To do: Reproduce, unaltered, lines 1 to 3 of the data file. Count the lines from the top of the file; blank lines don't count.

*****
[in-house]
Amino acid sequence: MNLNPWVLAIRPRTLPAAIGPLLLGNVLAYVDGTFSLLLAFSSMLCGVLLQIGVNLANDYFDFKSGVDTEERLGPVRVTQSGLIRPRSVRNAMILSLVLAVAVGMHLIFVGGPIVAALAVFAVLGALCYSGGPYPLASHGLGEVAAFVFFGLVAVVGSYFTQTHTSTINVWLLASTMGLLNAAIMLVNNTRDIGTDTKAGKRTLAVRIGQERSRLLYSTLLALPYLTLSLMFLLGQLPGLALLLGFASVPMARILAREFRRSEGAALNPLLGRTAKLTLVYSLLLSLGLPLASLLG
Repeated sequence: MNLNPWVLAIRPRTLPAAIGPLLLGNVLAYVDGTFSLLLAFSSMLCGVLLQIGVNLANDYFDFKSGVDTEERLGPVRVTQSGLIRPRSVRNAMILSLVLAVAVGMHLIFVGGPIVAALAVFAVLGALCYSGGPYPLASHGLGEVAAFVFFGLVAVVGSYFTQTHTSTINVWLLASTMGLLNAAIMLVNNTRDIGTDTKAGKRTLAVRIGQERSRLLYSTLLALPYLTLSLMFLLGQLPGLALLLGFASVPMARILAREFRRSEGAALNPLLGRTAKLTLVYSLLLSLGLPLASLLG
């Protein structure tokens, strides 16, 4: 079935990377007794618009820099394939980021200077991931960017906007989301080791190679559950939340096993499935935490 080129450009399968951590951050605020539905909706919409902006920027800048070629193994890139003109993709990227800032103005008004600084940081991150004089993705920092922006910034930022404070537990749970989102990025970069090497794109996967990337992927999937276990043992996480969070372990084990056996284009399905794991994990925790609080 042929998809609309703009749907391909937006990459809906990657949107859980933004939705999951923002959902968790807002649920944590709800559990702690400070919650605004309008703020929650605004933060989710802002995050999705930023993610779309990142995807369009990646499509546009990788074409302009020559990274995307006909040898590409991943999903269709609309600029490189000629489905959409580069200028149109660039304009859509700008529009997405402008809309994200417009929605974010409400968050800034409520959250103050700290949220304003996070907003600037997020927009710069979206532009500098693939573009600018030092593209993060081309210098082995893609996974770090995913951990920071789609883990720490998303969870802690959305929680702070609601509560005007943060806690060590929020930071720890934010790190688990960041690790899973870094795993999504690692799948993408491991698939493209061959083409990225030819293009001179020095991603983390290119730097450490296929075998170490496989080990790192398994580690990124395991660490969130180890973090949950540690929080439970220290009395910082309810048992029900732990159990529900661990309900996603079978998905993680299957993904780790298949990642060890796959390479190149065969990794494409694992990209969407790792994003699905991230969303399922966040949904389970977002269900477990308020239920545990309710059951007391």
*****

[in-house]
Amino acid sequence: MNLNPWVLAIRPRTLPAAIGPLLLGNVLAYVDGTFSLLLAFSSMLCGVLLQIGVNLANDYFDFKSGVDTEERLGPVRVTQSGLIRPRSVRNAMILSLVLAVAVGMHLIFVGGPIVAALAVFAVLGALCYSGGPYPLASHGLGEVAAFVFFGLVAVVGSYFTQTHTSTINVWLLASTMGLLNAAIMLVNNTRDIGTDTKAGKRTLAVRIGQERSRLLYSTLLALPYLTLSLMFLLGQLPGLALLLGFASVPMARILAREFRRSEGAALNPLLGRTAKLTLVYSLLLSLGLPLASLLG
Repeated sequence: MNLNPWVLAIRPRTLPAAIGPLLLGNVLAYVDGTFSLLLAFSSMLCGVLLQIGVNLANDYFDFKSGVDTEERLGPVRVTQSGLIRPRSVRNAMILSLVLAVAVGMHLIFVGGPIVAALAVFAVLGALCYSGGPYPLASHGLGEVAAFVFFGLVAVVGSYFTQTHTSTINVWLLASTMGLLNAAIMLVNNTRDIGTDTKAGKRTLAVRIGQERSRLLYSTLLALPYLTLSLMFLLGQLPGLALLLGFASVPMARILAREFRRSEGAALNPLLGRTAKLTLVYSLLLSLGLPLASLLG